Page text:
Bill Clinton was often the first, but rarely unique. The first non-veteran since World War II to be commander-in-chief, he was indeed the first since that conflict who had not fought in World War II. Part of the first all-Southern national political ticket to win the White House, he governed during tremendous years of economic growth yet broader uncertainty, and he nearly lost the presidency when the type of scandal ignored for previous presidents ran afoul of his political enemies, and of subsequent standards for workplace behavior and morality. In other words, he was the quintessential Baby Boomer, and his rise to power, near fall from power, and years since power tell us much about the man, but also post-war America itself.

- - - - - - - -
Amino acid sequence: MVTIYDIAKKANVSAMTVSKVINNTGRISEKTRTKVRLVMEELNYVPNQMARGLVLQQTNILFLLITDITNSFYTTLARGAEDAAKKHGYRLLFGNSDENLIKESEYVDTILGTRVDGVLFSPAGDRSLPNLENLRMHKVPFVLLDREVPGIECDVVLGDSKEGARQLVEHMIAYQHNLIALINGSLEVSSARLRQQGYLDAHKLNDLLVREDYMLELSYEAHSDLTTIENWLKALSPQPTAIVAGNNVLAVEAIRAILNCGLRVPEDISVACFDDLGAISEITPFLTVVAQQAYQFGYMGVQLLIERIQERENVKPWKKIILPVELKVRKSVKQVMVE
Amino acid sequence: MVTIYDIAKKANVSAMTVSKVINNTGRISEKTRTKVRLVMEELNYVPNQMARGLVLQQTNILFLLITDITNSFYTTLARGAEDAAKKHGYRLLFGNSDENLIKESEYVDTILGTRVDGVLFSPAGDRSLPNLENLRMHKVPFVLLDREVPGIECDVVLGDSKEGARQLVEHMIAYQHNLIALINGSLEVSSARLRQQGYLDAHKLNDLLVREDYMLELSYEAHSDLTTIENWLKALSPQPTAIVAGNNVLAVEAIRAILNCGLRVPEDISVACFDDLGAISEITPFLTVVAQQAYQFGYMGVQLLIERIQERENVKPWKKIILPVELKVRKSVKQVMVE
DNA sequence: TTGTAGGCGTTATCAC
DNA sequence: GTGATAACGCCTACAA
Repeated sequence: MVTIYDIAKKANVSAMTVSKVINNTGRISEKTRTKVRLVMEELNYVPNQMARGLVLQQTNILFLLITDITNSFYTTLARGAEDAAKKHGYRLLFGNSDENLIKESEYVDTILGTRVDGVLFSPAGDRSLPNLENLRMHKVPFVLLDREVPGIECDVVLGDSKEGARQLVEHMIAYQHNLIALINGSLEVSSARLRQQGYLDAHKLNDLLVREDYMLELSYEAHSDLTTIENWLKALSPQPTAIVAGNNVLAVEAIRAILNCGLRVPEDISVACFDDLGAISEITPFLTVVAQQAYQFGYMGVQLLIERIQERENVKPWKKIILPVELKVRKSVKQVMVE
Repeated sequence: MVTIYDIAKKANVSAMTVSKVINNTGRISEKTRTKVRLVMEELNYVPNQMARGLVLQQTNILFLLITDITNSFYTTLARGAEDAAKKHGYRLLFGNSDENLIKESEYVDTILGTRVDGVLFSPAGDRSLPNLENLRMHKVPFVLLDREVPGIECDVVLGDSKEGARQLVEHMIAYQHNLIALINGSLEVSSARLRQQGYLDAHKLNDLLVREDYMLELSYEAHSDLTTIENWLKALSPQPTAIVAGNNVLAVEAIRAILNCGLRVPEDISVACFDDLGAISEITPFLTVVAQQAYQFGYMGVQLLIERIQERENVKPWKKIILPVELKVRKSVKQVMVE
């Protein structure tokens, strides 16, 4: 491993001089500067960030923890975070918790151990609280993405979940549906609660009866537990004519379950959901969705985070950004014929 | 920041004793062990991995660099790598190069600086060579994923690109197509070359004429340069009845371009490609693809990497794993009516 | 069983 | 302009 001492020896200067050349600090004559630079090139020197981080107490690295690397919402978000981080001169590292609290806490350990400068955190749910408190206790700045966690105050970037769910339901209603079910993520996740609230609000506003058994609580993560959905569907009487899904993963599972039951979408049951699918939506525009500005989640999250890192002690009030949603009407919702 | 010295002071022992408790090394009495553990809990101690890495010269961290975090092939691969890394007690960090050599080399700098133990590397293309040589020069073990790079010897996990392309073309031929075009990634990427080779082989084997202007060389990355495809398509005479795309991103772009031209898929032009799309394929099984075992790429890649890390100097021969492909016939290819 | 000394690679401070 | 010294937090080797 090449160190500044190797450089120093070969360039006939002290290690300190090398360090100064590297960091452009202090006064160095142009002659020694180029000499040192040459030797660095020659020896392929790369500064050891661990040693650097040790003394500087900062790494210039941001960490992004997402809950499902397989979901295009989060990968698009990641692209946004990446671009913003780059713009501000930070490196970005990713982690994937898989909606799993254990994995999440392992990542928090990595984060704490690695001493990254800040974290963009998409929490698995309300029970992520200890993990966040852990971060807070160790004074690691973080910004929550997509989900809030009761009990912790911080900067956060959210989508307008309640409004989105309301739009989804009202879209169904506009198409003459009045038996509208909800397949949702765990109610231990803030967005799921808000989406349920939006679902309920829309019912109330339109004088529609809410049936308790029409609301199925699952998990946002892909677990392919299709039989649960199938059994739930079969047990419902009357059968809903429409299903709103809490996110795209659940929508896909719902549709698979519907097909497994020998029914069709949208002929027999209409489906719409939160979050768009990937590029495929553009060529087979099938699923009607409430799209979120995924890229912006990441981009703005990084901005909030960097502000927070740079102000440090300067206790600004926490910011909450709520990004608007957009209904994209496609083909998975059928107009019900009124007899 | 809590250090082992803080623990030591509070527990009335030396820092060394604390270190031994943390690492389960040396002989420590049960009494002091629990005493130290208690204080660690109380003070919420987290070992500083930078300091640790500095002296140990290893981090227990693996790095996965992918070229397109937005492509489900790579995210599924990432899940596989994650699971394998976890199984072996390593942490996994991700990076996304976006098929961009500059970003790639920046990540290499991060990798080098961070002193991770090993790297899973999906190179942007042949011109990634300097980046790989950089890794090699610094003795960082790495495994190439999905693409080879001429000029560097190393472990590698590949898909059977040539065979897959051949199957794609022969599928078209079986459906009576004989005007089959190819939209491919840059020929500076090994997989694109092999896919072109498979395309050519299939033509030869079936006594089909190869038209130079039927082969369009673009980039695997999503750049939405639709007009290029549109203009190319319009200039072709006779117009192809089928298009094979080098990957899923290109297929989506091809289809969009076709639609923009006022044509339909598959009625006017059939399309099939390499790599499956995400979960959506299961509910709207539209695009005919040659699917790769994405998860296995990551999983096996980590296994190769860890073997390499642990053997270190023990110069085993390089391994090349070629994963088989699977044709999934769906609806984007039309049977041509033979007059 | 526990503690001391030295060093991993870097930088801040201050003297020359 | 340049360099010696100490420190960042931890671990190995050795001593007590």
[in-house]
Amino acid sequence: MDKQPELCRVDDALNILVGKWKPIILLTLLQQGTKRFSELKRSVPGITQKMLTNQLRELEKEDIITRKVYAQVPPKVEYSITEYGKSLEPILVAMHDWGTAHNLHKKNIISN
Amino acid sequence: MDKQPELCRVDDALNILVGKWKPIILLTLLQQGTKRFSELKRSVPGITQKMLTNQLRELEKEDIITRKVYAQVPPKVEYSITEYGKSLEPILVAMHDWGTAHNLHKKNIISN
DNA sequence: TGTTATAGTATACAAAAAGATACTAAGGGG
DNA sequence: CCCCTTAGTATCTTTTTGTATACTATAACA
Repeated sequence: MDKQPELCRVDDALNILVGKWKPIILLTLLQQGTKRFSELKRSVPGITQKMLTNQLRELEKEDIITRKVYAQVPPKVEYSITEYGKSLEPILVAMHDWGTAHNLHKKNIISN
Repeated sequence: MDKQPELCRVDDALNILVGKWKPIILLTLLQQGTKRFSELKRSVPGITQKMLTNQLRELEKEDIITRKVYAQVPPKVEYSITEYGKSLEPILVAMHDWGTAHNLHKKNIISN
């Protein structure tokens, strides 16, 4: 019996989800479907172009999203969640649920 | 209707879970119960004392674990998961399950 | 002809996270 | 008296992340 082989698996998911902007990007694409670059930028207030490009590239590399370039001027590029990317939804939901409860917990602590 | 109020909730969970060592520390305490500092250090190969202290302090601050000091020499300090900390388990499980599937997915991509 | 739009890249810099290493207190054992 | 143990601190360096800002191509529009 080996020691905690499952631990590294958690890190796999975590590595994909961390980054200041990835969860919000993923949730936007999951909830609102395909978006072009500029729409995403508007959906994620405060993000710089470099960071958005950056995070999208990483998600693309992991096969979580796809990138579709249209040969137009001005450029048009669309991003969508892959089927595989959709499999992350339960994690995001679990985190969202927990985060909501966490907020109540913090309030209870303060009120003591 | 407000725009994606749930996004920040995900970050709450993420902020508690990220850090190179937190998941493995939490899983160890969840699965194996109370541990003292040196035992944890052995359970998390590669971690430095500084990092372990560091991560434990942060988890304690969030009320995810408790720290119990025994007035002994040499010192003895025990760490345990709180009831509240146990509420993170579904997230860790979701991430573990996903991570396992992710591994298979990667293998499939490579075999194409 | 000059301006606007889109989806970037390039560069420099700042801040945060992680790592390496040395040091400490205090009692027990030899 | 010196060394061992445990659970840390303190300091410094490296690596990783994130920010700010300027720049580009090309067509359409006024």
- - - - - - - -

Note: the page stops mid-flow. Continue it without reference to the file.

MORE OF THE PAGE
Professor Engel’s Recommended Reading:
First in his Class: A Biography of Bill Clinton, by David Maraniss
The Red and the Blue: The 1990s and the Birth of Political Tribalism, by Steve Kornacki
Bill Clinton: New Gilded Age President, by Patrick J. Maney
- What forces fueled Bill Clinton’s campaign for the presidency? Could he have won four years earlier?
- Compare and contrast Ross Perot’s 1992 campaign themes to the Democratic and Republican party platforms of 2020?
- Does private morality matter for elected officials? Should it?